CA, OSCAR and ASUNCION INOCENTES 1997 / Francisco / Petition for review on certiorari of CA decision / Parol evidence rule FACTS On September 30, 1982, the Inocentes sold to Ortañez 2 parcels of land in Quezon City for P35,000.00 and P20,000.00, respectively. The Inocentes received the payments but failed to deliver the titles to Ortañez. Ortañez demanded the delivery of said titles. However, the Inocentes refused—the title of the first lot is in the 1 possession of another person, and Ortañez’ acquisition of the other lot’s title is subject to certain conditions. Ortañez sued the Inocentes for specific performance. In their answer with counterclaim, the Inocentes merely 2 3 alleged the existence of oral conditions that are not reflected in the deeds of sale. During trial, Oscar Inocentes, a former judge, orally testified that the sale was subject to the above conditions, although such conditions were not incorporated in the deeds of sale. Ortañez made timely objections on the ground that the introduction of said oral conditions was barred by the parol evidence rule. HOWEVER, the RTC admitted the evidence and eventually dismissed the complaint as well as the counterclaim. CA affirmed RTC. ISSUE & HOLDING WON the parol evidence introduced is admissible. NO. Parol evidence to establish the alleged oral conditionsprecedent to a contract of sale are INADMISSIBLE when the deeds of sale are silent on such conditions. RATIO Spoken words could be notoriously unreliable unlike a written contract which speaks of a uniform language. Under the general rule in Rule 130, Section 9, when the terms of an agreement were reduced to writing, it is deemed to contain all the terms agreed upon and no evidence of such terms can be admitted other than the contents thereof.  The Inocentes’ oral testimony on the alleged conditions, coming from a party who has an interest in the outcome of the case, depending exclusively on human memory, is not as reliable as written or documentary evidence. Considering that the written deeds of sale were the only repository of the truth, whatever is not found in said instruments must have been waived and abandoned by the parties. As a contract, it is the law between the parties. The Inocentes rely on the case of Land Settlement Development, Co. v. Garcia Plantation where the Court ruled that a condition precedent to a contract may be established by parol evidence.  In that case, the contract sought to be enforced expressly stated that it is subject to an agreement containing the conditions-precedent which were proven through parol evidence.  The deeds of sale in this case made no reference to any pre-conditions or other agreement. The sale is denominated as absolute in its own terms. The parol evidence herein sought to be introduced would vary, contradict or defeat the operation of a valid instrument, hence, contrary to the rule that “The parol evidence rule forbids any addition to x x x the terms of a written instrument by testimony purporting to show that, at or before the signing of the document, other or different terms were orally agreed upon by the parties.”  Although parol evidence is admissible to explain the meaning of a contract, it cannot serve the purpose of incorporating into the contract additional contemporaneous conditions that are not mentioned at all in the writing unless there has been fraud or mistake. No such fraud or mistake exists in this case.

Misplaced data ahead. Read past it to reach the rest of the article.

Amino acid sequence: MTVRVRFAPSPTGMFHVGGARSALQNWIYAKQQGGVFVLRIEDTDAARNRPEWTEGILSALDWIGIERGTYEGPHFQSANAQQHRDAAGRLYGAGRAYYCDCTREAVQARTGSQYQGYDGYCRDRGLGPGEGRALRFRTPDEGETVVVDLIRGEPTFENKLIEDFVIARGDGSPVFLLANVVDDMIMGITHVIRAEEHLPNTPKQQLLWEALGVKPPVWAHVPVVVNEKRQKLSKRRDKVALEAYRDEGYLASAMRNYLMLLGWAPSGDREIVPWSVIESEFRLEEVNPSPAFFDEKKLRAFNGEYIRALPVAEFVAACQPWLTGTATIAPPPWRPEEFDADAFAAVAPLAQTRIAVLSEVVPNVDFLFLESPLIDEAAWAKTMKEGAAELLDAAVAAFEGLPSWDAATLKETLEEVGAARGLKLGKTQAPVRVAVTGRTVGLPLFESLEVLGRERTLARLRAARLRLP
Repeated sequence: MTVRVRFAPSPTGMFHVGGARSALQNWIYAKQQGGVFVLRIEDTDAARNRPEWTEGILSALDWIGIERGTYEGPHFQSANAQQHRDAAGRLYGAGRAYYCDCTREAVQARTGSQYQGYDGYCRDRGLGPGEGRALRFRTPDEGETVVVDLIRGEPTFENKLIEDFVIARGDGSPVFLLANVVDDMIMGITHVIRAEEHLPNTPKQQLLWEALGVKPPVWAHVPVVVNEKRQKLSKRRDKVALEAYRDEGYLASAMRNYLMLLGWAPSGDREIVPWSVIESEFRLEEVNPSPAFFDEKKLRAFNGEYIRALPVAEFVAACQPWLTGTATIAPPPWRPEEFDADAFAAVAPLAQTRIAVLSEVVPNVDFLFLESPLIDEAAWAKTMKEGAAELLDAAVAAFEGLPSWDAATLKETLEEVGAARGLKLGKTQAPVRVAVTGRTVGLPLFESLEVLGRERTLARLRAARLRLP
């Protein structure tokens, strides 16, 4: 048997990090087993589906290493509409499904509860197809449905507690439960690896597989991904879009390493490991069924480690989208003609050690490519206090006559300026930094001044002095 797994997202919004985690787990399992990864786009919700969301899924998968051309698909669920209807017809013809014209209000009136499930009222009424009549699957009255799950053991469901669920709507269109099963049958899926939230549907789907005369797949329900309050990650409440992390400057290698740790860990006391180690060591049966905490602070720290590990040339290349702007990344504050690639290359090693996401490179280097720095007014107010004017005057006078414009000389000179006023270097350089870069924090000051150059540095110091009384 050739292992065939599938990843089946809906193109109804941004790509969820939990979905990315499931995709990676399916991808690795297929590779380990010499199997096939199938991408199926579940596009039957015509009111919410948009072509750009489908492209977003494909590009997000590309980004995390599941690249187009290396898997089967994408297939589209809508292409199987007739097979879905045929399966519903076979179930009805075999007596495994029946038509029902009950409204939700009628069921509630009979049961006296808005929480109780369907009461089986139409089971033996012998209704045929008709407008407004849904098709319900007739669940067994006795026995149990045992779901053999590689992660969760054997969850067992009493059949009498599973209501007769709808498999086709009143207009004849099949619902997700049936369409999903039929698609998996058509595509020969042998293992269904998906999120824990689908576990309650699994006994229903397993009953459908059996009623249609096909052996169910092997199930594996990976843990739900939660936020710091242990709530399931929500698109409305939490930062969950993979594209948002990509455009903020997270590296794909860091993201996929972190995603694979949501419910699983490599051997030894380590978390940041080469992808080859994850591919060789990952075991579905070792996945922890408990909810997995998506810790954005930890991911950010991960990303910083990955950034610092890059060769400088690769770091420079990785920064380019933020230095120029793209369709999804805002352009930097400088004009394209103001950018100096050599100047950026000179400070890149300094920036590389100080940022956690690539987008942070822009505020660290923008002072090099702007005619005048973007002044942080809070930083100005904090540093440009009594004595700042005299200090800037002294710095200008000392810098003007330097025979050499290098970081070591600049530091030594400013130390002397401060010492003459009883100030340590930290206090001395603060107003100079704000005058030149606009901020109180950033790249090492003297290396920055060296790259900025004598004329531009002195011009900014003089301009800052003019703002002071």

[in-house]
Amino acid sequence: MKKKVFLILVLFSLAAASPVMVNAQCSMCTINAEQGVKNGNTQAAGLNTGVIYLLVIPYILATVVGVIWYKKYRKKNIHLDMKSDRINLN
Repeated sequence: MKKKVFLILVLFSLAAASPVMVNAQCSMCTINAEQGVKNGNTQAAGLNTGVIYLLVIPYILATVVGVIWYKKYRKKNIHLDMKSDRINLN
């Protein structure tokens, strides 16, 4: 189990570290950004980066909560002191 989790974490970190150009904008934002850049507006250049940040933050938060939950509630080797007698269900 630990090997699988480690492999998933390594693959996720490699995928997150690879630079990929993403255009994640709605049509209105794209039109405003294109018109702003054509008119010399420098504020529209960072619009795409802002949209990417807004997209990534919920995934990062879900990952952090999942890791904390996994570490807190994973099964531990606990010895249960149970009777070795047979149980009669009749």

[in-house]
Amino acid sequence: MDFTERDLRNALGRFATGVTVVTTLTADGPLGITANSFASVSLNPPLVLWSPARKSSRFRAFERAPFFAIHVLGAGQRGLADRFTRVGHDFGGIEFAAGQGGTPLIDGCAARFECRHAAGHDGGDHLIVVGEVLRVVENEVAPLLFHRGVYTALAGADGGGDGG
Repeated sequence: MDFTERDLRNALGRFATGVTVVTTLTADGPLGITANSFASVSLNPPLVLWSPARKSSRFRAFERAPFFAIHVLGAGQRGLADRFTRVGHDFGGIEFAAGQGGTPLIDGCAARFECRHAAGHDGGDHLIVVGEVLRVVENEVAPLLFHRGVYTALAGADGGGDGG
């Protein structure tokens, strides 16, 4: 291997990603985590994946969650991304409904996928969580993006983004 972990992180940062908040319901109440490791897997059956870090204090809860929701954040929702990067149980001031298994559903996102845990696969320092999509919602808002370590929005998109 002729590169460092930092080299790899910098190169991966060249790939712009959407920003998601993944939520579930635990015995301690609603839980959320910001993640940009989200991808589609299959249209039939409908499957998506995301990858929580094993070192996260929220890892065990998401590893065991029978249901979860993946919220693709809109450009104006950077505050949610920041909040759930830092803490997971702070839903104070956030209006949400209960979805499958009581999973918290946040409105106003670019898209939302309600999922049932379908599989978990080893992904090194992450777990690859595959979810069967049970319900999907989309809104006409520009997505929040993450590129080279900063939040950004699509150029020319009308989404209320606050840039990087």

There are exceptions to the general rule of inadmissibility of parol evidence, one of which the alleged failure of the agreement to express the true intent of the parties.